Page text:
Network Recovery to Non-Apple SSD ?

Discussion in 'MacBook Pro' started by Jedi, Dec 7, 2012.

  1. Jedi macrumors regular

    Jedi

    Joined:
    Apr 28, 2008
    #1
    Hi Guy`s ,

    With all the reading I have done regarding the "retina display issues" , I`m considering a regular MPB 15".

    It it would be the 8GB > 750BG HDD model , and in doing some research about HDD sensors , I found this on Apple`s web-site :

    http://support.apple.com/kb/HT4718

    I am aware that non Apple branded SSD`s are not Trim supported ( at least not without some working knowledge of machine code ) , so I saw this web page and was wondering :

    Has anyone tried installing an SSD and then doing a network restore ?

    Is it even possible with a conventional drive ?

    I know every computer has BIOS. ;)

    Anyway , just a thought I wanted to share while giving my mind a rest !! LOL

    :D :) :D

    Later , Happy Holidays !!

    Gary 
     
  2. zackkmac macrumors 6502a

    Joined:
    Jul 7, 2008
    Location:
    Tulsa
    #2
    I don't see why not. By network restore, do you mean Internet Recovery? Where you re-install the OS via the Internet on a wiped drive? If so then it will definitely do that because that is firmware-dependent and not on what drive you install.

    Also, enabling TRIM does not require coding knowledge, you just download an app like Trim Enabler and basically click the Enable button.

    On a side note, I don't recommend getting the 8GB RAM model through Apple. If you want more RAM than the basic 4GB, it is always cheaper to get the base 4GB 15" and then buy 8GB or 16GB RAM on your own. You can get 16GB RAM for cheaper than the 8GB upgrade through Apple.
     
  3. CosmoPilot macrumors 65816

    CosmoPilot

    Joined:
    Nov 8, 2010
    Location:
    South Carolina
    #3
    I have a 2012 13" MBP. Install a crucial M4 (512GB) the day the MBP arrived in the mail. I used the network recovery mode and had zero issue doing so. The only thing was it was more time consuming downloading versus using a TM backup. The only reason I did the network recovery mode was strictly for learning purposes. It works like a champ...again, be prepared for it to take a few hours.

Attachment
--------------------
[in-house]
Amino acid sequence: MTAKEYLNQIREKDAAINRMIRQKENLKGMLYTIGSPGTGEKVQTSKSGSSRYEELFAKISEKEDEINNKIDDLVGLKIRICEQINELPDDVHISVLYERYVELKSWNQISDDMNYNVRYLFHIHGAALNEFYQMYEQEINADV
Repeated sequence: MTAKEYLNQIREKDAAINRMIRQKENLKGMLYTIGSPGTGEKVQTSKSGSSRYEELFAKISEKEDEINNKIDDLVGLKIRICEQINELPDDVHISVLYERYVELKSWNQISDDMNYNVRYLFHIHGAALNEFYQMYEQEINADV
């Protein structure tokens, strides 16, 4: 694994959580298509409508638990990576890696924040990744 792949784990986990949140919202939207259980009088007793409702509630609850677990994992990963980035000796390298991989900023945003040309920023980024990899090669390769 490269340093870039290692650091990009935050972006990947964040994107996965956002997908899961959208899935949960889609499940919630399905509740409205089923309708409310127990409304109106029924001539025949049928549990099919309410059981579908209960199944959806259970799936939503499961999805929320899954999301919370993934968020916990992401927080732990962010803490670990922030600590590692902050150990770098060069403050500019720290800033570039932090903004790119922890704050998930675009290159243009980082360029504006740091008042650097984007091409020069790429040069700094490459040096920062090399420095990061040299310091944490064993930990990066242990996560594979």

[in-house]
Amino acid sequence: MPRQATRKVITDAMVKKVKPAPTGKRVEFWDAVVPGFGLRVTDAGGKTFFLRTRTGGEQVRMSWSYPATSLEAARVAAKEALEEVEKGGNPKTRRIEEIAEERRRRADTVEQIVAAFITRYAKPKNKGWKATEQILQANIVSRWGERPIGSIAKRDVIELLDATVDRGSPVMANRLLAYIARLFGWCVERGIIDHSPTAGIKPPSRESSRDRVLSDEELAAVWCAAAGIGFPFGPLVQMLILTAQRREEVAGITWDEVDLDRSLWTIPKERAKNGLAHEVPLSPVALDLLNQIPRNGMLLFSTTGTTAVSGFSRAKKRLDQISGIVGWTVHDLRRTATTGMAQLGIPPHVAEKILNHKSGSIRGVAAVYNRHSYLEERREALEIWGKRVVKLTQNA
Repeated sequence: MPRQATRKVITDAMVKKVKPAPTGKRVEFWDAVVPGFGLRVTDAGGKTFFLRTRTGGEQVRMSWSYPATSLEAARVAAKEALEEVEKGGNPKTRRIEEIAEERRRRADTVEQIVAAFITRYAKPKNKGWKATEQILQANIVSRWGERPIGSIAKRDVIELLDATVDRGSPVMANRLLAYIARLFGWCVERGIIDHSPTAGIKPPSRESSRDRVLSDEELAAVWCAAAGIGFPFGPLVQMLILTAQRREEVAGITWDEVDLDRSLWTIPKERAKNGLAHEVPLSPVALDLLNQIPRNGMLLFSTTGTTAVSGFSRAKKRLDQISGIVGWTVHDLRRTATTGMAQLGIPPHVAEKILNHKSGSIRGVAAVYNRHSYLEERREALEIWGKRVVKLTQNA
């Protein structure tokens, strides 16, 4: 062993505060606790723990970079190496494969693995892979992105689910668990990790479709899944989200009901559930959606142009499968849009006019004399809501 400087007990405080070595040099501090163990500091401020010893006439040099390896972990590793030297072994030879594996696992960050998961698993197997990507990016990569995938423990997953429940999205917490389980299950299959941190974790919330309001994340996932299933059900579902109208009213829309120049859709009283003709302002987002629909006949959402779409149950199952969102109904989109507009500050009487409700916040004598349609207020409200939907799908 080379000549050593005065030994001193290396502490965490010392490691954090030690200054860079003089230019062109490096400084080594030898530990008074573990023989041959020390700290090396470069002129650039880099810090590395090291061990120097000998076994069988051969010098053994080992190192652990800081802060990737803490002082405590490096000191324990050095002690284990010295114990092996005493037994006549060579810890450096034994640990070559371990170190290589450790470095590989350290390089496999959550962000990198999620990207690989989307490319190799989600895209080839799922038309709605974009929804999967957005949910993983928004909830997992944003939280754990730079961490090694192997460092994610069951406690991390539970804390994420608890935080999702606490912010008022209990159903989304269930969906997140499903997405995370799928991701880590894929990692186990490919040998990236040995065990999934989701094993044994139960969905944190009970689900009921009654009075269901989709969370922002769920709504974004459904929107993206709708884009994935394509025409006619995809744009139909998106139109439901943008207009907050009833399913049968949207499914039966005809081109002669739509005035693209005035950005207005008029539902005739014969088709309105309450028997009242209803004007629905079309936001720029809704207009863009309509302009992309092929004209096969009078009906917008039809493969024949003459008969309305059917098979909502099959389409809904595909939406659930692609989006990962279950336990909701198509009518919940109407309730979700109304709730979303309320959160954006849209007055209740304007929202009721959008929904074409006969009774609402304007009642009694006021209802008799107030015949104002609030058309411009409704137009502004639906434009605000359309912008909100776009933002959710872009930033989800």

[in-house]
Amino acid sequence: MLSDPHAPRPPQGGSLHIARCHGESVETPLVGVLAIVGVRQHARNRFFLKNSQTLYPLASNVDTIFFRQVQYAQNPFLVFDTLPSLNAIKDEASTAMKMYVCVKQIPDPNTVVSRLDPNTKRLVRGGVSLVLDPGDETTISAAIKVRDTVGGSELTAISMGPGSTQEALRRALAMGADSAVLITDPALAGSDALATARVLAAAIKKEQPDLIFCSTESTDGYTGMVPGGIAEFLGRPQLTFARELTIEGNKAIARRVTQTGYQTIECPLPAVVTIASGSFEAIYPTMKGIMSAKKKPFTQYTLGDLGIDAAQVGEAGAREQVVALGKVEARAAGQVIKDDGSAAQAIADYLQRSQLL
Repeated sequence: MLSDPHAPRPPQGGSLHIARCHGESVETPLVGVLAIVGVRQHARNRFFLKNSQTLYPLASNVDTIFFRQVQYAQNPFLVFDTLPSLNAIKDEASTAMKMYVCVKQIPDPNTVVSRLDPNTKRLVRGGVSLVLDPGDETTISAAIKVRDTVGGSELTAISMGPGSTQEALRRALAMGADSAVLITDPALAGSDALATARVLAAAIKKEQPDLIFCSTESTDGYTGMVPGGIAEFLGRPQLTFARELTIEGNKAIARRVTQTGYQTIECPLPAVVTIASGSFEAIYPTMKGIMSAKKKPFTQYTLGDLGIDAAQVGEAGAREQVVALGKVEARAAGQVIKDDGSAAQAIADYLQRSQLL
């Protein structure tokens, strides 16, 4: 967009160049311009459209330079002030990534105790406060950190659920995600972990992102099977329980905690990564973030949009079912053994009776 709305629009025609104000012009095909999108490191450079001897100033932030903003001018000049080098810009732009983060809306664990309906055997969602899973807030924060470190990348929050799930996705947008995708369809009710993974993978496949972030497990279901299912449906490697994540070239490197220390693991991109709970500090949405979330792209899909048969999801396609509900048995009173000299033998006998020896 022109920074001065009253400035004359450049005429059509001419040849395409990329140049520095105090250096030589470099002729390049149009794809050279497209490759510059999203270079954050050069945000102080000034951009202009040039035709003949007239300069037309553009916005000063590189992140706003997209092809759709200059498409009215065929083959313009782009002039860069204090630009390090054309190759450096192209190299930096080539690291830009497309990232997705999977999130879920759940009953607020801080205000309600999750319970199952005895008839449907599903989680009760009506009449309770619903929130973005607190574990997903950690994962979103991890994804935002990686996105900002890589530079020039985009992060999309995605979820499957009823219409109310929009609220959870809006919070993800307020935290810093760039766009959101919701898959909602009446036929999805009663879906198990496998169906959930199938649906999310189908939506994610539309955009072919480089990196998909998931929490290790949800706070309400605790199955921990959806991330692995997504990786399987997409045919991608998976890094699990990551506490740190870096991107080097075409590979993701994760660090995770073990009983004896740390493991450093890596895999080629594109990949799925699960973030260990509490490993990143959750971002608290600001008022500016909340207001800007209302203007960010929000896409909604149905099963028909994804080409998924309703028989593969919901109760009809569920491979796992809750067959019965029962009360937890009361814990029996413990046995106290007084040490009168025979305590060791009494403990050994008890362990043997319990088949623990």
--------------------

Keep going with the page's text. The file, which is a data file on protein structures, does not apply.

4. Jedi thread starter macrumors regular

    Jedi

    Joined:
    Apr 28, 2008
    #4
    Hi ,

    Thank you both for your input , as it is much appreciated :) .

    Even though I have been a Mac user since 1999 , I`m still learning !!

    Good point about the "ram" and also I have heard many different stories regarding the "Trim Enabler" software , some good some bad.

    The M4 is still on my short list ( very short ;) ) of SSD`s.

    I would not mind a "Retina " model , but I just want to have a very good MBP , and although it is tempting to get an rMBP , not sure if the risk is worth it.
    I have read that the retention or ghosting ( or whatever you want to call it ) can appear right out of the box or as long as 6 months down the road.

    O__well , I always seem to write to long :eek: , of course that what I do !!

    Anyway , thanks again for your help :D .

    Later ,

    Gary 
     
  5. Jedi thread starter macrumors regular

    Jedi

    Joined:
    Apr 28, 2008
    #5
    Sorry , it early !

    Yes I mean Internet Recovery , where I would install a virgin SSD and use Mac`s BIOS to get to where I can rebuild my OS / and iLife.

    I`m sure it would take awhile ( good thing I don`t have dial-up !! LOL ).

    Even @ 18~20 mbps , I imagine it would take awhile.

    Just don`t want to do all that only to find Apple`s trim code will not be there.

    Can you verify that the Trim code is OS embedded and not BIOS embedded ?

    O____ my brain :eek: , I think to much !! LOL :D

    Later,

    Gary 
     
  6. Ccrew, Dec 8, 2012
    Last edited: Dec 8, 2012

    Ccrew macrumors 68020

    Joined:
    Feb 28, 2011
    #6
    Apple systems do not have BIOS. They use EFI http://en.wikipedia.org/wiki/Extensible_Firmware_Interface

    Apple uses EFI for its line of Intel-based Macs. Mac OS X v10.4 Tiger and Mac OS X v10.5 Leopard implement EFI v1.10 in 32-bit mode even on newer 64-bit CPUs, but full support arrived with Mac OS X v10.8 Mountain Lion

    Trim is not part of the machine code, it's a hardware detect on OS install and is enabled if the strings returned from the SSD match what's expected by the code.

    And Apples support PXE boot, so they'll boot and restore from a network image. That is as long as they see a server running PXE. Sounds like you're after Internet recovery though.

    Expect Internet recovery to take up to 4 hours on a middling Internet connection.

    Oh, and last I checked Trim Enabler was broken by the ML 10.8.2 update.
     
  7. Jedi thread starter macrumors regular

    Jedi

    Joined:
    Apr 28, 2008
    #7
    Thanks for the reply and info , big help ! :)

    O__and thanks for the wiki link , I`ll be sure to check that out.

    Take care , :D

    Gary 
     

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